To assess the role of different levels of adherence and long-term effects of positive airway pressure (PAP) therapy on gas exchange, sleepiness, quality of life, depressive symptoms, and all-cause mortality in patients with obesity hypoventilation syndrome (OHS).
A total of 252 patients with newly diagnosed OHS were followed up for a minimum of 2 years after PAP initiation. PAP adherence (h/night) was monitored. Arterial blood gas samples were taken with patients being alert for more than 4 hours after morning awakening. Subjective daytime sleepiness (Epworth Sleepiness Scale [ESS]), quality of life (Short Form 36 [SF-36]) and patient's depressive symptoms (Beck Depression Inventory [BDI]) were assessed before and at the end of the follow-up period, along with all-cause mortality.
At the end of the follow-up period (median duration [25th–75th percentile], 30 [24–52] months), PaO2 increased from baseline (72.7 ± 10.3 versus 63.2 ± 10.6, P < .001) and both PaCO2 and HCO3− decreased (43.0 [39.2–45.0] versus 50.0 [46.7–55.4] and 27.5 ± 3.2 versus 31.4 ± 4.2, respectively, P < .001). In addition, PAP therapy significantly improved ESS (7 [4–9] versus 14 [11–16], P < .001), BDI (8.8 ± 4.9 versus 15.5 ± 7.3, P < .001) and SF-36 (82 [78–87] versus 74 [67–79], P < .001) scores. Over the follow-up period 11 patients died. Patients who used PAP for > 6 h/night had significant improvements (P < .05) in blood gases and SF-36 scores than less adherent patients.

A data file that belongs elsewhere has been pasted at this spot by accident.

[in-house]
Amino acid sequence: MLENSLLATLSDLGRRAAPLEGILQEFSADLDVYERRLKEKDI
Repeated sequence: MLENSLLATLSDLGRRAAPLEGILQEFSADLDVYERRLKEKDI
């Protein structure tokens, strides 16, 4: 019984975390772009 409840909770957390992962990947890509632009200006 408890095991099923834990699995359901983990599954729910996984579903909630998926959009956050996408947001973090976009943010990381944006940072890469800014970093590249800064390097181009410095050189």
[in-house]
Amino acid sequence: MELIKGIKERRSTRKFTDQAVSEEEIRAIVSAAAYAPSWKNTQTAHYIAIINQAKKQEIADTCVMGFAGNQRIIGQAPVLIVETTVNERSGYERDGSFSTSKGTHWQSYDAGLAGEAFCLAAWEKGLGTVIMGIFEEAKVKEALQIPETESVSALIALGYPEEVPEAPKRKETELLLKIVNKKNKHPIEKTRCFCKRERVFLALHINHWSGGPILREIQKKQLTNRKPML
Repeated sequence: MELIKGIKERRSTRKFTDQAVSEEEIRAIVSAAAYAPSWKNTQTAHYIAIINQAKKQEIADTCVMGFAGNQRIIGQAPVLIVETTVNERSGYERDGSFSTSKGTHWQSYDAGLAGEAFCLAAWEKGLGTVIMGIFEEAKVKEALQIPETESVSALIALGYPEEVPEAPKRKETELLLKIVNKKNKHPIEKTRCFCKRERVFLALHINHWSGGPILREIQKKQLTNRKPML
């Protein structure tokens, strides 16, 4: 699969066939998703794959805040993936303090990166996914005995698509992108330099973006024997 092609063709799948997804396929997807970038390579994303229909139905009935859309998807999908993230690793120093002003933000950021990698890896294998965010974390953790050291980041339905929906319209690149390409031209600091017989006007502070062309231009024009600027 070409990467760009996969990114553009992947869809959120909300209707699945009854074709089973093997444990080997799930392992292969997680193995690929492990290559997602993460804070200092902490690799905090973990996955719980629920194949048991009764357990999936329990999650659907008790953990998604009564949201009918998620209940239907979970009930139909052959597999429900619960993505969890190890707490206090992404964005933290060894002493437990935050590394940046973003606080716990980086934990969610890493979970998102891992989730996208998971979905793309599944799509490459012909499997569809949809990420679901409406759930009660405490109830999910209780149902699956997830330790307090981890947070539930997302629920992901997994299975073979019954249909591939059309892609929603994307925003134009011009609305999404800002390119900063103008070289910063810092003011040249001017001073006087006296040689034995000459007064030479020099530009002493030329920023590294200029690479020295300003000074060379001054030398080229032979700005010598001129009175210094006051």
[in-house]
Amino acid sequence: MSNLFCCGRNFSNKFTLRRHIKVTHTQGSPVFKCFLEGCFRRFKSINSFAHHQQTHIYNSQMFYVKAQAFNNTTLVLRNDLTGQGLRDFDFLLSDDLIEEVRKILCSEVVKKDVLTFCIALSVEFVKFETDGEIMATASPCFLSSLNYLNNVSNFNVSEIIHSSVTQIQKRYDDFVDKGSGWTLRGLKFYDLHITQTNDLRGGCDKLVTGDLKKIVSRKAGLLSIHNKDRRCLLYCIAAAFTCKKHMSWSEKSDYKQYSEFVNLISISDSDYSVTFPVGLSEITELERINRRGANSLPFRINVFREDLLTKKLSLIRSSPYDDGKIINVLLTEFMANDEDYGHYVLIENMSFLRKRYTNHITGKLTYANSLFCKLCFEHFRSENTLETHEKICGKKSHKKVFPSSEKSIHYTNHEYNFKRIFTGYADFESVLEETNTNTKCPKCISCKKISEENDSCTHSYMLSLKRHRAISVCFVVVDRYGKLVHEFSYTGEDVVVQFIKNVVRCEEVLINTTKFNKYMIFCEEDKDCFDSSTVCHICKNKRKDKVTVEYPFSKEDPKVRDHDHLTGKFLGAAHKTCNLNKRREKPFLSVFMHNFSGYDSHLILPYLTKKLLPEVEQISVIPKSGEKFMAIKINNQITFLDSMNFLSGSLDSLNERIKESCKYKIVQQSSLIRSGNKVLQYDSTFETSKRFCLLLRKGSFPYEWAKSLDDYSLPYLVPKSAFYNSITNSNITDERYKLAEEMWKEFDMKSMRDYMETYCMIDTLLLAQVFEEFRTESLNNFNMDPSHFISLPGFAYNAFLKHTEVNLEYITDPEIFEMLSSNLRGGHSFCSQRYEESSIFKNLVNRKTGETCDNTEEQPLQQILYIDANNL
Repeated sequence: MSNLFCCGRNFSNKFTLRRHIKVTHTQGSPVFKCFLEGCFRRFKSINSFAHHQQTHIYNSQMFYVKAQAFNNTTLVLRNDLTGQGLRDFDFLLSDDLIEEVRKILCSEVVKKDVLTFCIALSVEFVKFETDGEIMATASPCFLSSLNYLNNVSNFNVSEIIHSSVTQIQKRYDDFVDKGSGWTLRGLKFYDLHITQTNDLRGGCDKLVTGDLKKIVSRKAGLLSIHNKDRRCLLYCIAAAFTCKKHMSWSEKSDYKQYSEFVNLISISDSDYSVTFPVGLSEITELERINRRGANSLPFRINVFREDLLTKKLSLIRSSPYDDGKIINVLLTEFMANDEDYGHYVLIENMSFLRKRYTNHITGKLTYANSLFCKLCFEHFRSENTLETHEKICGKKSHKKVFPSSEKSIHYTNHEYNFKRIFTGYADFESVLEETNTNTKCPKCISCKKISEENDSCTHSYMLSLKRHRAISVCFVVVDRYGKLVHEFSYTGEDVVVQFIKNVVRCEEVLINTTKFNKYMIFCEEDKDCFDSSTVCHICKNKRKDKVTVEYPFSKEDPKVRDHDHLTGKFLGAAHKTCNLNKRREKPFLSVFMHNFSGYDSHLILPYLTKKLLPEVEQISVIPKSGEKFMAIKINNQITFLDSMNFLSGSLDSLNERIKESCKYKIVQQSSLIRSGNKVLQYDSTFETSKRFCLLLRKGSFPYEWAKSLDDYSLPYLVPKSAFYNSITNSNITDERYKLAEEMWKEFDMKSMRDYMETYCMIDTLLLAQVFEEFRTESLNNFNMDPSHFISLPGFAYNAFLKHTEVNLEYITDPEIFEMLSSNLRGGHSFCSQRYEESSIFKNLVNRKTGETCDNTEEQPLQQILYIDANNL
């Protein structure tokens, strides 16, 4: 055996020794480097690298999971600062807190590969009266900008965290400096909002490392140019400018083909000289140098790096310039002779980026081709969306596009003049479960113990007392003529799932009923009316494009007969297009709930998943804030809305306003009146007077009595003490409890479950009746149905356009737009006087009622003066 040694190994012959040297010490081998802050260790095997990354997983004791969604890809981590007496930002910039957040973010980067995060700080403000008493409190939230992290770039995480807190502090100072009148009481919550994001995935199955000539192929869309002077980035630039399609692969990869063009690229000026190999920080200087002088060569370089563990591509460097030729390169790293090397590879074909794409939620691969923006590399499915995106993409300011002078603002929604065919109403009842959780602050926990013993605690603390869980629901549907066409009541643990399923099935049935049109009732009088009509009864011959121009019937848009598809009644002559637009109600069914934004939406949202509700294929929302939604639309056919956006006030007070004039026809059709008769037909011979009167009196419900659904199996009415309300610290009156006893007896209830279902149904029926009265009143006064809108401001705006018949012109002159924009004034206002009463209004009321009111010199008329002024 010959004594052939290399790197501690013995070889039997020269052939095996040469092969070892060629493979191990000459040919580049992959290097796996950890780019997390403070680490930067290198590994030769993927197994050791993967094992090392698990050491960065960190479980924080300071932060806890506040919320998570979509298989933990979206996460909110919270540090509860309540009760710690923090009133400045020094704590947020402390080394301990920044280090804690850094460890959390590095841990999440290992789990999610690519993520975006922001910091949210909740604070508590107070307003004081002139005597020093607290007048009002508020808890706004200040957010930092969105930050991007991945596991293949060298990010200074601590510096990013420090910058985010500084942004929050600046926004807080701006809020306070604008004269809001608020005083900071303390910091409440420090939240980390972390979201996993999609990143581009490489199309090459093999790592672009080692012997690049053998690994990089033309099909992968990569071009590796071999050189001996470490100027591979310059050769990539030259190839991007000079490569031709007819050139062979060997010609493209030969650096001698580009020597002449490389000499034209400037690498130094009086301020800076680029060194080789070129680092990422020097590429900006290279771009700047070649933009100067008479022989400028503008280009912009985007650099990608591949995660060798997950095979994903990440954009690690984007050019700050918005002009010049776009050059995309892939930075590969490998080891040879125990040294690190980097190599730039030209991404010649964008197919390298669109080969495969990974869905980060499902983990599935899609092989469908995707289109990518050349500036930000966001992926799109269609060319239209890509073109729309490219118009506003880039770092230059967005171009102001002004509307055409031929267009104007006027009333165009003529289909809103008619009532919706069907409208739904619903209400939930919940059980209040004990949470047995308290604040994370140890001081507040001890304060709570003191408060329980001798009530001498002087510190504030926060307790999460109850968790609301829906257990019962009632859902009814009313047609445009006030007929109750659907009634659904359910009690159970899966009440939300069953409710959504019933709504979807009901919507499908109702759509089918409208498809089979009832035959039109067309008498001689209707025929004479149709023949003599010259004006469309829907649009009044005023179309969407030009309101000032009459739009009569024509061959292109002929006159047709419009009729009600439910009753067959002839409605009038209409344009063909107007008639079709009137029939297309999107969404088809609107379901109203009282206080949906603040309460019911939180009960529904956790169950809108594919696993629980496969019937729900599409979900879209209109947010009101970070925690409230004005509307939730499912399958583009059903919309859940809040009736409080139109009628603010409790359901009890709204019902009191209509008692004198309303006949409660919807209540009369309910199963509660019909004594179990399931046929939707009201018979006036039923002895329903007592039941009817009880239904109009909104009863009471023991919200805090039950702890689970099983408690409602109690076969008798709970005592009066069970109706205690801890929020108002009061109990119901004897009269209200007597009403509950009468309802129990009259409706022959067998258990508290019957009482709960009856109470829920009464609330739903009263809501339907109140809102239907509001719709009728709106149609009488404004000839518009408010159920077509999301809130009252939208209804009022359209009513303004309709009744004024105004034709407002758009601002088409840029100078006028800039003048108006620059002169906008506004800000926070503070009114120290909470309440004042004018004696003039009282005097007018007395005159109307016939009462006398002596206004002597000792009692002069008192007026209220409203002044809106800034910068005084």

Increased hours of use and long-term therapy with PAP are effective in the treatment of patients with OHS. Clinicians should encourage adherence to PAP therapy in order to provide a significant improvement in clinical status and gas exchange in these patients.
A commenary on this article appears in this issue on page 1455.
Bouloukaki I, Mermigkis C, Michelakis S, Moniaki V, Mauroudi E, Tzanakis N, Schiza SE. The association between adherence to positive airway pressure therapy and long-term outcomes in patients with obesity hypoventilation syndrome: a prospective observational study. J Clin Sleep Med. 2018;14(9):1539–1550.